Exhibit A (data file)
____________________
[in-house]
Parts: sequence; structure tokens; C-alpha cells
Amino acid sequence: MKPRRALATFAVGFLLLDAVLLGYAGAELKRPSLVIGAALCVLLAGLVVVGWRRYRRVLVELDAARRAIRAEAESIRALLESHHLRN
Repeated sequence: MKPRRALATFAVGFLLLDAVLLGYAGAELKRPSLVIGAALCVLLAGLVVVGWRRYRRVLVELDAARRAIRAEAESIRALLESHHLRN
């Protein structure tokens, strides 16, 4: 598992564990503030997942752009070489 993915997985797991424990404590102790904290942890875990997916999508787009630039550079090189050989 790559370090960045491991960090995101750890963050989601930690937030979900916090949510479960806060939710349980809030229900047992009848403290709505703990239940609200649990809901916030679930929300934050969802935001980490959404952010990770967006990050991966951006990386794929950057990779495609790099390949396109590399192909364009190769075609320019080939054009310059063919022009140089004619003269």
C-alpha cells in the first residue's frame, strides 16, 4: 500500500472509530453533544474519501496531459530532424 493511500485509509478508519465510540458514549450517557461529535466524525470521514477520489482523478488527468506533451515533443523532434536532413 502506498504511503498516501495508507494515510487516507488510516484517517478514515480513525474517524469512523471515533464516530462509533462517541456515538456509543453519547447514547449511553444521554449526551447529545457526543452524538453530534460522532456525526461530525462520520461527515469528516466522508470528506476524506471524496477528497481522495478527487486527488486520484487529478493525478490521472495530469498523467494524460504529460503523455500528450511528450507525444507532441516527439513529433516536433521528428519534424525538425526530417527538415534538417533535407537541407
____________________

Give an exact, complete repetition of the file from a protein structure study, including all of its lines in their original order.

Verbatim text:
[in-house]
Parts: sequence; structure tokens; C-alpha cells
Amino acid sequence: MKPRRALATFAVGFLLLDAVLLGYAGAELKRPSLVIGAALCVLLAGLVVVGWRRYRRVLVELDAARRAIRAEAESIRALLESHHLRN
Repeated sequence: MKPRRALATFAVGFLLLDAVLLGYAGAELKRPSLVIGAALCVLLAGLVVVGWRRYRRVLVELDAARRAIRAEAESIRALLESHHLRN
């Protein structure tokens, strides 16, 4: 598992564990503030997942752009070489 993915997985797991424990404590102790904290942890875990997916999508787009630039550079090189050989 790559370090960045491991960090995101750890963050989601930690937030979900916090949510479960806060939710349980809030229900047992009848403290709505703990239940609200649990809901916030679930929300934050969802935001980490959404952010990770967006990050991966951006990386794929950057990779495609790099390949396109590399192909364009190769075609320019080939054009310059063919022009140089004619003269």
C-alpha cells in the first residue's frame, strides 16, 4: 500500500472509530453533544474519501496531459530532424 493511500485509509478508519465510540458514549450517557461529535466524525470521514477520489482523478488527468506533451515533443523532434536532413 502506498504511503498516501495508507494515510487516507488510516484517517478514515480513525474517524469512523471515533464516530462509533462517541456515538456509543453519547447514547449511553444521554449526551447529545457526543452524538453530534460522532456525526461530525462520520461527515469528516466522508470528506476524506471524496477528497481522495478527487486527488486520484487529478493525478490521472495530469498523467494524460504529460503523455500528450511528450507525444507532441516527439513529433516536433521528428519534424525538425526530417527538415534538417533535407537541407